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Ides of March: Foreboding stems from Julius Caesar's murder in 44 BC

This is an undated sketch of Julius Caesar, Roman general and statesman.

March 15, 2013 10:24:50 AM PDT
Ides of March, or Idus Martias, became synonymous with a feeling of foreboding after Julius Caesar was assassinated.

That was in 44 B.C. And, to this day, March 15 is still considered a fateful day.

The saying, "Beware the Ides of March," was popularized by William Shakespeare's play, "Julius Caesar,"

Caesar: Who is it in the press that calls on me? I hear a tongue shriller than all the music Cry "Caesar!" Speak, Caesar is turn'd to hear.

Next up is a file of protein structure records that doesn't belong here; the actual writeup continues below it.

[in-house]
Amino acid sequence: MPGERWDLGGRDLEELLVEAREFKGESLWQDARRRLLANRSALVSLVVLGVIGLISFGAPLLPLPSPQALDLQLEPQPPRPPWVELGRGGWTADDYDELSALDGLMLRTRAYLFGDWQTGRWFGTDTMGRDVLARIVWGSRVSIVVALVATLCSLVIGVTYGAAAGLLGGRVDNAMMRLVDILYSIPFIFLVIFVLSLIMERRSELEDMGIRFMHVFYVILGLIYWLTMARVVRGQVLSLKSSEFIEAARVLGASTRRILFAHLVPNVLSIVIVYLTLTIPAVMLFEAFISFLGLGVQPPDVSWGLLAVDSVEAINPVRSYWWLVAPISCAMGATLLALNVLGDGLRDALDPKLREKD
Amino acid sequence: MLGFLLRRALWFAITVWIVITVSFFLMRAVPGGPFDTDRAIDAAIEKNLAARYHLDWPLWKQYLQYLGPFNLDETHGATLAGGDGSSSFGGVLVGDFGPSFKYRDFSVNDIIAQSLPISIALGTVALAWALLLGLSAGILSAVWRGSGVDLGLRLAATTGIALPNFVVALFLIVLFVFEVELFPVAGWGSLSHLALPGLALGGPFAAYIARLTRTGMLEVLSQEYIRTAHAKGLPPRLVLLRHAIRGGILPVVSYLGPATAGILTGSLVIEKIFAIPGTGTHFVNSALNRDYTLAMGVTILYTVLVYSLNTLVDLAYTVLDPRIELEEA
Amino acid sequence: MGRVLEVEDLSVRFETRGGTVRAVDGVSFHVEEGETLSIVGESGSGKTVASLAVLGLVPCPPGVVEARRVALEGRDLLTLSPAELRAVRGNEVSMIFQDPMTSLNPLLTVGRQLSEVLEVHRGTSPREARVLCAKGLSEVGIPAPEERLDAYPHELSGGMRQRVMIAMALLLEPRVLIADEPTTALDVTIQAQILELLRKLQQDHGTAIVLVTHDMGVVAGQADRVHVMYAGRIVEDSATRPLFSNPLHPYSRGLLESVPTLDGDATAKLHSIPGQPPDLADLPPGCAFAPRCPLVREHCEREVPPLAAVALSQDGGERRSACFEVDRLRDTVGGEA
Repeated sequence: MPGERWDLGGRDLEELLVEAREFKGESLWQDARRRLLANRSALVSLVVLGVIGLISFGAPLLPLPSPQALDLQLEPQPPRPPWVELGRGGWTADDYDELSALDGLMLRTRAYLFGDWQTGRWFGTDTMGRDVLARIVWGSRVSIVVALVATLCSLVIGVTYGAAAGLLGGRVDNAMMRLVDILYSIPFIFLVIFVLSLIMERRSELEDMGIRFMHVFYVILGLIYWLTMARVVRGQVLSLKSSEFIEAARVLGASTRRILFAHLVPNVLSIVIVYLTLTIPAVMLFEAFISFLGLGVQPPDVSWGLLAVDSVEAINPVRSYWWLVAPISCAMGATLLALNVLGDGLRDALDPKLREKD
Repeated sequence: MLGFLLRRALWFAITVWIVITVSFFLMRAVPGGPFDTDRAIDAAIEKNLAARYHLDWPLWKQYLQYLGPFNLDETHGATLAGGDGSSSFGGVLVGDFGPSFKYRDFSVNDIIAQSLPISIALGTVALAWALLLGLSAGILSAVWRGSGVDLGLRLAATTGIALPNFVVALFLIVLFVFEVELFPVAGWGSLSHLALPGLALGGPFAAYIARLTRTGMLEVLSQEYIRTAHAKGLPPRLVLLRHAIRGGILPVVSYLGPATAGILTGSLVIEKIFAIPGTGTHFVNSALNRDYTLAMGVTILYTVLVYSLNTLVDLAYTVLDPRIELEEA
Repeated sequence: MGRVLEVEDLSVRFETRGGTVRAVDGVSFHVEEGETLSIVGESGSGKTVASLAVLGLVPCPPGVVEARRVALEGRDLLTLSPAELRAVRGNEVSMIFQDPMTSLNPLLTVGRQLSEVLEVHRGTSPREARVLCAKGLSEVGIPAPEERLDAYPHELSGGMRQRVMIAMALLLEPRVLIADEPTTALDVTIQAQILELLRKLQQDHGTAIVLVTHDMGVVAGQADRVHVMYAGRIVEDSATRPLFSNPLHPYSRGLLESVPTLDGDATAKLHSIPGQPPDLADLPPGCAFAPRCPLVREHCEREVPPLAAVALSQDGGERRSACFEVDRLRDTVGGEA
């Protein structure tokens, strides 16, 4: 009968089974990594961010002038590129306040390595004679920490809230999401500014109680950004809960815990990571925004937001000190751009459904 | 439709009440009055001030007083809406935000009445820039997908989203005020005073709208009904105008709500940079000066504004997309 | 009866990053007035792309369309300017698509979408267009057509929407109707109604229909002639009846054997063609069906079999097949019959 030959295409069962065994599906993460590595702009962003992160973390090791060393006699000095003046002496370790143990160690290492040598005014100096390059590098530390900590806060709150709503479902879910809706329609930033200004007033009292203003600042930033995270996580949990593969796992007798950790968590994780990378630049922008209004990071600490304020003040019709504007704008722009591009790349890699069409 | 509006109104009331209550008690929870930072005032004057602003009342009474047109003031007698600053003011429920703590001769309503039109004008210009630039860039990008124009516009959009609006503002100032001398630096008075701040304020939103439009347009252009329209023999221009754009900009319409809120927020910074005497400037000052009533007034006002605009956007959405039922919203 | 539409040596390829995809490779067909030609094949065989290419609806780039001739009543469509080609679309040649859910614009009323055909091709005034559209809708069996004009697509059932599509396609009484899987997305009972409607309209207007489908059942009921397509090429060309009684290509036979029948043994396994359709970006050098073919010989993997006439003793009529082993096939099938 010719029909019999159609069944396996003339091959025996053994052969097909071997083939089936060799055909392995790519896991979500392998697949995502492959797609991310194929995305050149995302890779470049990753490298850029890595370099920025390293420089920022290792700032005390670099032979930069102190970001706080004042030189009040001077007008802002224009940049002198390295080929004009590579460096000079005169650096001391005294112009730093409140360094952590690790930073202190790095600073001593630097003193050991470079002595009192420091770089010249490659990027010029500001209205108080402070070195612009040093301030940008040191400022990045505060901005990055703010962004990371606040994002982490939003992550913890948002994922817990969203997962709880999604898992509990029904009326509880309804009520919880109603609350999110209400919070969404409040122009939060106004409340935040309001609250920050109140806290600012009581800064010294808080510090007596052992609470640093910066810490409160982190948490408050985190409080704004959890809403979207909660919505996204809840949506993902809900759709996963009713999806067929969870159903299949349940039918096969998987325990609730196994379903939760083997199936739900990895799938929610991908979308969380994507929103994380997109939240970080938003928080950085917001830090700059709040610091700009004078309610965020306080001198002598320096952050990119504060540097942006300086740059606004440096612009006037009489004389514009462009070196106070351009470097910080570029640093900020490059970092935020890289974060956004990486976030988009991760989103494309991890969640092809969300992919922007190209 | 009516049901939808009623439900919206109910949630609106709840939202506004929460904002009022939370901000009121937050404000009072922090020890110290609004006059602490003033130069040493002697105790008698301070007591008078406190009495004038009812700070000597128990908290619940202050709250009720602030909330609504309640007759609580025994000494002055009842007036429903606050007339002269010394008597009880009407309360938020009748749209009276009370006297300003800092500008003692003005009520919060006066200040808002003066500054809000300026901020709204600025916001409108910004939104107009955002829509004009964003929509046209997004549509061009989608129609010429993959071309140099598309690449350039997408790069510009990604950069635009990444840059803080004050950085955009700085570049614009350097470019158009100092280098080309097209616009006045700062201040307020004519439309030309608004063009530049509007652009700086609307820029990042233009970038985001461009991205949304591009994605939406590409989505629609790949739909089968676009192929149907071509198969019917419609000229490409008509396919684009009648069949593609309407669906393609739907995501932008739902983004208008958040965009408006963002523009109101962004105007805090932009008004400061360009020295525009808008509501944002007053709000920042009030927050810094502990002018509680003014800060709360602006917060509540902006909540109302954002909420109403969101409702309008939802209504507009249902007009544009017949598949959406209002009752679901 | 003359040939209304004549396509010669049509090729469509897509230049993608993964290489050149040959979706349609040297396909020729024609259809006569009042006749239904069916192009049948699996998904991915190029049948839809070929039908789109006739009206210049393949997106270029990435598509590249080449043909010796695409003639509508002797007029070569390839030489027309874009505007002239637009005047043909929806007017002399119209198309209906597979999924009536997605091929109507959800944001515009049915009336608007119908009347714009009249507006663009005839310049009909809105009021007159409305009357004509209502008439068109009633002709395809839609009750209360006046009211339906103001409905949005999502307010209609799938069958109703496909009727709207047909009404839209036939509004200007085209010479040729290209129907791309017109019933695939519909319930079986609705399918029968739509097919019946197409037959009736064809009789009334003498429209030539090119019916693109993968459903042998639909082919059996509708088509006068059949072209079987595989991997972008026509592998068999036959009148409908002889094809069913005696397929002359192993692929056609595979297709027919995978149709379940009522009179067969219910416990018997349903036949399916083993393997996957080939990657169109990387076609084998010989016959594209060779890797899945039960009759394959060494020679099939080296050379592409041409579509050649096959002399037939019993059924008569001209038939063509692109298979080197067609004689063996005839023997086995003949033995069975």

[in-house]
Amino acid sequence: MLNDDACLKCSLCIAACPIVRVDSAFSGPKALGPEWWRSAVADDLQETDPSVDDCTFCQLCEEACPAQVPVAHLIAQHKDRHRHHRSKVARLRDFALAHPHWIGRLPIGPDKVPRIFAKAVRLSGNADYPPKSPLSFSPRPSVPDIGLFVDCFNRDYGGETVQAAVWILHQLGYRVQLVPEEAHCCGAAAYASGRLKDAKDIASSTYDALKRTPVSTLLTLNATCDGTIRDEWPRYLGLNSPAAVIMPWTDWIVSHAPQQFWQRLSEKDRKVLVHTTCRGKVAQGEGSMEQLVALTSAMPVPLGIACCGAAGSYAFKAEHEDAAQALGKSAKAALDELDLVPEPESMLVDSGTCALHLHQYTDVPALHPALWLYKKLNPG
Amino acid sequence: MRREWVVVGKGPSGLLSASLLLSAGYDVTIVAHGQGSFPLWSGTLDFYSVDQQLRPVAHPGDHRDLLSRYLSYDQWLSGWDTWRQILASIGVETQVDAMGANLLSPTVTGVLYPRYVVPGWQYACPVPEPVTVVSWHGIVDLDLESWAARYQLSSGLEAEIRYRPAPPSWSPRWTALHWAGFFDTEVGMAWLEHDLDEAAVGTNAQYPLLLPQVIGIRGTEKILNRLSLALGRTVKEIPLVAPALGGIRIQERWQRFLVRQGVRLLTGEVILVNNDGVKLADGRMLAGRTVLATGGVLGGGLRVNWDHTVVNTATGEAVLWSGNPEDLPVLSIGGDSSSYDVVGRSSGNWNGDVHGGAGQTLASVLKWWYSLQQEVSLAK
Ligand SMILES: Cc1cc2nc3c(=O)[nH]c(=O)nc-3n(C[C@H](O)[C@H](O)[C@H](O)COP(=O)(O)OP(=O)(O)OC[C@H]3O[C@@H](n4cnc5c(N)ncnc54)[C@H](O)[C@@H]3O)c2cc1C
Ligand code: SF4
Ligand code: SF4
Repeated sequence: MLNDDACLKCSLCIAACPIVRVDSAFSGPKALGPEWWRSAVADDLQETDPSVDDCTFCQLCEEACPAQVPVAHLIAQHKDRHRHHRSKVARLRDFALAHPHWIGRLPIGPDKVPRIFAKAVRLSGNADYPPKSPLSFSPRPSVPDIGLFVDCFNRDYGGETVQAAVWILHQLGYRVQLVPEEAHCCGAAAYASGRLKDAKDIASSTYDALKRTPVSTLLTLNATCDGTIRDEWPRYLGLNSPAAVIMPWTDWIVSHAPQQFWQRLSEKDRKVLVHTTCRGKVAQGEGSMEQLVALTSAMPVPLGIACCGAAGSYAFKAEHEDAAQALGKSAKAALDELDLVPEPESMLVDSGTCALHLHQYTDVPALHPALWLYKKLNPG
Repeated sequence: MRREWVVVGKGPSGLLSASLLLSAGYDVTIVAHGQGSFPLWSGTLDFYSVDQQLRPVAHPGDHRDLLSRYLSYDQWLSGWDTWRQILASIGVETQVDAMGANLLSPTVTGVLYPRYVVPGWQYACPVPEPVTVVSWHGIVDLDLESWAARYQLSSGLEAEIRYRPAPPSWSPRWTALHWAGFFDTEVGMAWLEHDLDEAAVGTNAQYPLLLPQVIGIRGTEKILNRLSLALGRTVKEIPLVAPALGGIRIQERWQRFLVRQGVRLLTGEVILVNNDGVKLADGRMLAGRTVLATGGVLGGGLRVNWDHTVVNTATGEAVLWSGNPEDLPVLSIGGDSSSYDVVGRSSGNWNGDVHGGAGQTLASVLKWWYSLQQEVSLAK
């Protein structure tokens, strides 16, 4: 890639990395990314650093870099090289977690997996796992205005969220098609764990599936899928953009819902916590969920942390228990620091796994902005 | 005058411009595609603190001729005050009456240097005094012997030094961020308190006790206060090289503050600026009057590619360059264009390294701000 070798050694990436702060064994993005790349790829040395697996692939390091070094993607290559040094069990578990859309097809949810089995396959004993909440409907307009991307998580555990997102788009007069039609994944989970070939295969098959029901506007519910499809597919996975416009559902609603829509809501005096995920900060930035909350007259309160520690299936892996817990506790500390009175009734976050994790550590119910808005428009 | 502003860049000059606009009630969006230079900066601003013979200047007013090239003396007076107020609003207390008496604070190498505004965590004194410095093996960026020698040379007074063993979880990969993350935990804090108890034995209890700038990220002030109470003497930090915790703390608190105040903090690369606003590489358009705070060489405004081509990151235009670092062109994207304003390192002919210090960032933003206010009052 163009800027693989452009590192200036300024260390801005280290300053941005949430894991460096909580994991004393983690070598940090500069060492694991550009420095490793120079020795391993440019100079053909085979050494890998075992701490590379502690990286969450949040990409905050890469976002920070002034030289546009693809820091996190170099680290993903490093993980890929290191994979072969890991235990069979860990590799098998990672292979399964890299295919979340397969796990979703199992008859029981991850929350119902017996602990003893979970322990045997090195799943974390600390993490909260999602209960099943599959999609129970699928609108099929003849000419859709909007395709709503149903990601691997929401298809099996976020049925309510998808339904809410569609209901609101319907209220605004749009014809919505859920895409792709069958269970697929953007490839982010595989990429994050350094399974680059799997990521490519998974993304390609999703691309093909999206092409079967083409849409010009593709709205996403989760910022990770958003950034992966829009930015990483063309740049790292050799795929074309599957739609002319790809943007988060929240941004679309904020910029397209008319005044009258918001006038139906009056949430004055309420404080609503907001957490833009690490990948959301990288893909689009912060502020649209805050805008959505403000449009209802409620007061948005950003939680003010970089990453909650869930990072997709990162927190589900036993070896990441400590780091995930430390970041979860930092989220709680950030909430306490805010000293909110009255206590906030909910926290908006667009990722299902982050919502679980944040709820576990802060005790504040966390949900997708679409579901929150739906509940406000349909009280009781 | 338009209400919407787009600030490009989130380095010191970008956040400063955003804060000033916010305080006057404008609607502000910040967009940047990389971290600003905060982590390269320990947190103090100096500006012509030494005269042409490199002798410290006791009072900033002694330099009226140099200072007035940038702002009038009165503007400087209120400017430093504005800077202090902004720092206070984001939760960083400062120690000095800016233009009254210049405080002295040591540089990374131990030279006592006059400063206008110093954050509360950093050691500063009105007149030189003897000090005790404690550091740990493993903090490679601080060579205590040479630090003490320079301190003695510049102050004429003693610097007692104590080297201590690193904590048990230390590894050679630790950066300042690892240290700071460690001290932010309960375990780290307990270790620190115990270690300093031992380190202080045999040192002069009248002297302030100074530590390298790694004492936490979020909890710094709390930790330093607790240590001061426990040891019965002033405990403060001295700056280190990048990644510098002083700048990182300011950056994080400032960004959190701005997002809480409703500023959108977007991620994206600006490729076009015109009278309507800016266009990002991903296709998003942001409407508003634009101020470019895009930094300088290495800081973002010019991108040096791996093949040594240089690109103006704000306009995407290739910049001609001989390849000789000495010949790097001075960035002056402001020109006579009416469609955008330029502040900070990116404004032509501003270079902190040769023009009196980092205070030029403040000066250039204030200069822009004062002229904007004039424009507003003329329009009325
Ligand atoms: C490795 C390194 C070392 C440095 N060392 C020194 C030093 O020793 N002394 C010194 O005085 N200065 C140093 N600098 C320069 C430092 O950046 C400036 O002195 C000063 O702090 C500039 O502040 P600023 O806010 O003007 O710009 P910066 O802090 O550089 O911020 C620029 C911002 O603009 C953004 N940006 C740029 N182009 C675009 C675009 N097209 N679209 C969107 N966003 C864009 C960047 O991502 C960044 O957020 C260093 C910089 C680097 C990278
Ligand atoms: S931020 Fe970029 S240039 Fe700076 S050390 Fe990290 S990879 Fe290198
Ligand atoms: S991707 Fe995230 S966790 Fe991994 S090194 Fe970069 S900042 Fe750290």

Soothsayer: Beware the ides of March.

Caesar: What man is that?

Brutus: A soothsayer bids you beware the ides of March.

From that moment forward, March 15 became associated with Caesar's assassination at the statue of Pompey by Roman senators, including his once-close friend, Brutus. That led to another famous Shakespeare quote, "Et tu, Brute?"

"Beware the Ides of March" is still recognized as a warning.

Before Caesar's assassination, the Ides of March was related to the phases of the moon for the Roman calendar.


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